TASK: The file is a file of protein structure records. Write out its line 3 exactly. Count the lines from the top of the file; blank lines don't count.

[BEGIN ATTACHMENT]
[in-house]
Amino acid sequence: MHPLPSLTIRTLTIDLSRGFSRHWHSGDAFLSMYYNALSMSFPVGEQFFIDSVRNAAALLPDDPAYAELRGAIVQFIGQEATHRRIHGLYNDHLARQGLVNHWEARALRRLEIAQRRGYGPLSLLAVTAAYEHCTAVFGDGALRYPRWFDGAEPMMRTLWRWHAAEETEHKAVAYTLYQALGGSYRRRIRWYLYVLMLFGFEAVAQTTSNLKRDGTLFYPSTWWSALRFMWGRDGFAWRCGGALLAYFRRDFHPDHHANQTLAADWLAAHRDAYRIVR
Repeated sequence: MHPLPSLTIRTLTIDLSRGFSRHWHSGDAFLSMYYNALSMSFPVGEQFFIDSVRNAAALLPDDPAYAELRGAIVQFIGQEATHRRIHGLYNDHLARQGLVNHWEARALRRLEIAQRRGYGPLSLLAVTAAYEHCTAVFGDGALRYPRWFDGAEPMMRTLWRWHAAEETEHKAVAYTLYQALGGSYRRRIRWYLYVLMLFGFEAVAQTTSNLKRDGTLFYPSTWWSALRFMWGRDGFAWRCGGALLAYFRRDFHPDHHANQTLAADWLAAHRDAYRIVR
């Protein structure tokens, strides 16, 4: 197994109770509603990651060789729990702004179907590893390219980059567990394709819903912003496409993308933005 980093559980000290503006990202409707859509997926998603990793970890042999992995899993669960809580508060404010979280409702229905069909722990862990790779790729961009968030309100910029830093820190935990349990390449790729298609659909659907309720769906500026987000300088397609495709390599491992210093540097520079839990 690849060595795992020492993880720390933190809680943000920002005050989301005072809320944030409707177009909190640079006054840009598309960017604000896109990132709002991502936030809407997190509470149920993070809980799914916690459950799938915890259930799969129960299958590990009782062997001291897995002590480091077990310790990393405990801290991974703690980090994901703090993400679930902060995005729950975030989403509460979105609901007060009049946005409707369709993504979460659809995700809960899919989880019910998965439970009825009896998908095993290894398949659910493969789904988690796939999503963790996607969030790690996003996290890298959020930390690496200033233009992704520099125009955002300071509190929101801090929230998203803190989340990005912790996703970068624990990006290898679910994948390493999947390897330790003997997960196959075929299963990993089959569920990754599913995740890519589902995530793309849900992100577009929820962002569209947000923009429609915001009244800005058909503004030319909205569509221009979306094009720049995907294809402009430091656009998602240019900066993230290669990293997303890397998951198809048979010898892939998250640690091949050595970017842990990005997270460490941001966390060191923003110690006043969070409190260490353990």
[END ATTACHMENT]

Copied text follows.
Repeated sequence: MHPLPSLTIRTLTIDLSRGFSRHWHSGDAFLSMYYNALSMSFPVGEQFFIDSVRNAAALLPDDPAYAELRGAIVQFIGQEATHRRIHGLYNDHLARQGLVNHWEARALRRLEIAQRRGYGPLSLLAVTAAYEHCTAVFGDGALRYPRWFDGAEPMMRTLWRWHAAEETEHKAVAYTLYQALGGSYRRRIRWYLYVLMLFGFEAVAQTTSNLKRDGTLFYPSTWWSALRFMWGRDGFAWRCGGALLAYFRRDFHPDHHANQTLAADWLAAHRDAYRIVR